Last week, Ben Smith at Politico reported that the Obama campaign planned to “destroy” Mitt Romney in part by portraying him as “weird.”
The news set off a wave of speculation that weird was, in fact, code for Mormon, and that Obama and team planned to use the word “weird” as a dog-whistle to stoke voters’ antipathies towards Mormonism in 2012.
The news set off a wave of cringes among Mormon politicos as well. Because Mormons do recognize “weird” as a word that sticks to us in the American imagination. In 1995, LDS Church President Gordon B. Hinckley declared in an interview with Mike Wallace of 60 Minutes, “We are not a weird people.” Hinckley was eulogized on NPR by Jan Shipps, a leading scholar of Mormonism, as taking the Church from “weird to not-weird.” And I’ve heard plenty of Mormons of all stripes worry out loud about our “weirdness.”
If you wanted to make fun of Romney’s now-well-documented social stiffness and penchant for ill-timed, inappropriate jokes, you could call him “awkward,” “stiff,” “robotic,” “wooden,” or “uncomfortable.” All of that would be perfectly fine. But “weird” (a word that has its roots in the Old English “wyrd” for “fate” or destiny”) has always carried a tinge of the occult or otherworldly.
And that’s why we all heaved a sigh of relief when David Axelrod came on television to threaten to fire any campaign staff who used the word “weird” to describe Romney.
Still, regardless of the Obama campaign pledge not to play dog-whistle politics with Romney’s religion, the question remains for many Mormons: what makes us so “weird” to the rest of the American public?
It’s a subject that Mormons will have to face and learn to engage directly in the twenty-first century. If in the nineteenth century our cultural strategy was to remove ourselves physically from the American mainstream by physical emigration, our twentieth-century strategy was to cultivate an aggressively friendly and “mainstream” public presentation in appearance, conduct, and speech, while maintaining a robust and defining sense of our difference within the precincts of our hearts and minds. But the tension between our mainstream self-presentation—the blonde Ken-doll phenotype many ascribe to ethnic Mormons (descended from 19th-century English and Scandinavian emigrants), our conservative politics, the carefully crafted and highly standardized language Mormons learn to use to both protect our beliefs and describe them to non-Mormons—and the radical innovativeness of Mormon beliefs in living prophets, eternal marriages, new books of scripture creates its own problems for the Mormon public image, a sense of radical disconnection between exterior and interior. And that sense of disconnection, of the public not quite matching the private, is only exacerbated by the insularity of Mormon communities, the secrecy of Mormon temple rites, and the privacy of faith practices like wearing sacred undergarments. Our difference—it’s there—under our clothes, just out of sight.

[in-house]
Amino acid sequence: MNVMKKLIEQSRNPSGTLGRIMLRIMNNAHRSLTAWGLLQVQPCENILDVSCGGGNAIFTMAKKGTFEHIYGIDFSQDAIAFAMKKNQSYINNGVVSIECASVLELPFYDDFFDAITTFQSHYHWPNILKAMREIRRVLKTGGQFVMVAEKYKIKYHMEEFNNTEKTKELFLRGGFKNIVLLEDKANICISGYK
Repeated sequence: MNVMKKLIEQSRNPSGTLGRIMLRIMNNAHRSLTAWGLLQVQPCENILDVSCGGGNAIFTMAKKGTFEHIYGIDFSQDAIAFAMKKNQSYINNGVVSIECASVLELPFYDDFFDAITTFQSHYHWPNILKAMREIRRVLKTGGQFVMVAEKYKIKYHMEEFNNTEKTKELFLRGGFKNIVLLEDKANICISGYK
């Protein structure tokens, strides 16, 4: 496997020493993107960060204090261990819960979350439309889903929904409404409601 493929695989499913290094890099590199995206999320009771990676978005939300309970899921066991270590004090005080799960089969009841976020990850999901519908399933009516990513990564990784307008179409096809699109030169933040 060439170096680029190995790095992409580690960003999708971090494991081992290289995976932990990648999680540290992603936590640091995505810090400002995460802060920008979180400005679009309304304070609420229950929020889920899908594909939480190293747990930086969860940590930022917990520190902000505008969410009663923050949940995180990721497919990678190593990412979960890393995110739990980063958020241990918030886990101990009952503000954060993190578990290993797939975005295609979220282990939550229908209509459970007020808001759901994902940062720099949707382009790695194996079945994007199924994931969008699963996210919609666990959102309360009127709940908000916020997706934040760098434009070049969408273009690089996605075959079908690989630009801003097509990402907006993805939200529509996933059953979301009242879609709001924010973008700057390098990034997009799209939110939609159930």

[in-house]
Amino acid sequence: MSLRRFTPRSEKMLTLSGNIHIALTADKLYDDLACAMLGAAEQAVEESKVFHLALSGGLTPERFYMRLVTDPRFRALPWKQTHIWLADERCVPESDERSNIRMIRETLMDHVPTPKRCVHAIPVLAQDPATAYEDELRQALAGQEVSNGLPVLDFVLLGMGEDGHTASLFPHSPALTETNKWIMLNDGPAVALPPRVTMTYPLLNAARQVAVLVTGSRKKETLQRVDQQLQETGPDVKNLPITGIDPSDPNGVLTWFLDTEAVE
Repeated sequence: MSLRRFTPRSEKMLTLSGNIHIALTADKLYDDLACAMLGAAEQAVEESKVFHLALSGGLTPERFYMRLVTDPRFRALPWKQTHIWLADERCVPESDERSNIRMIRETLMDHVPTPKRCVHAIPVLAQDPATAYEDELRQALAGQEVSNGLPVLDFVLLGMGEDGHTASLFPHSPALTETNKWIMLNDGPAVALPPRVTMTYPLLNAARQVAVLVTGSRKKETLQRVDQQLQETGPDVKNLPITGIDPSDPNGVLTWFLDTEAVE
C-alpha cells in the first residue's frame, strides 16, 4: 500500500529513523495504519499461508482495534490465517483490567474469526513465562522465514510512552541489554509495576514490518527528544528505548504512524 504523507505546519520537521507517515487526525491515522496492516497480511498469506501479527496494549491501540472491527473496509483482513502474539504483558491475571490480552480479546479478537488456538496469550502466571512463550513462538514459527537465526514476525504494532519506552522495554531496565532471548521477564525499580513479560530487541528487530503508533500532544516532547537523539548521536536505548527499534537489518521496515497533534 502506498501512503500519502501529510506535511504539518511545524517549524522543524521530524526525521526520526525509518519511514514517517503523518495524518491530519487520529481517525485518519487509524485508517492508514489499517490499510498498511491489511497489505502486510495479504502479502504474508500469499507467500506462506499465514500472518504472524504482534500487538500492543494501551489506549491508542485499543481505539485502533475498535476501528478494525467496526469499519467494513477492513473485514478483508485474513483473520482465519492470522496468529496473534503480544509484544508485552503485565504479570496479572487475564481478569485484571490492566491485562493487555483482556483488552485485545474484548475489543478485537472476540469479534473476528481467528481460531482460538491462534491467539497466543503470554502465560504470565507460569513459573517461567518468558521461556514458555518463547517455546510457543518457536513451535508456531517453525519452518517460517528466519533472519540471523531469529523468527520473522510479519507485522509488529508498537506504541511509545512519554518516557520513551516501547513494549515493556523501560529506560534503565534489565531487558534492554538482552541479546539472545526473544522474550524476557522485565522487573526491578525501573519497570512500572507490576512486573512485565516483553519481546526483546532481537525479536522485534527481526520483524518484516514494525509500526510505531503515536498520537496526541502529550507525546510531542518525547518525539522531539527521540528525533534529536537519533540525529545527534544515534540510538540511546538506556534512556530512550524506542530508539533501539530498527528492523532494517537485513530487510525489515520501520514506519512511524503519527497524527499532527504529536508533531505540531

Mormons learn to manage this balancing act of living in one world and thinking in another every day. But most of us don’t quite know how to talk about it. In fact, despite our zeal for proselytization, most observant Mormons are a lot like Mitt Romney when it comes to talking about Mormon specifics: Don’t say anything inflammatory. Don’t reveal anything that would open you to ridicule. Keep it brief. Accentuate the positive. Be nice. Go home.
If Mitt Romney and the rest of us learned to talk more forthrightly about our difference—to own the fact that the literalism, newness, and grandeur of orthodox Mormon belief does in fact make us a little peculiar on the American landscape—I bet that the word “weird” would lose a lot of its sting for Mormons.
But I don’t expect that to happen by November 2012.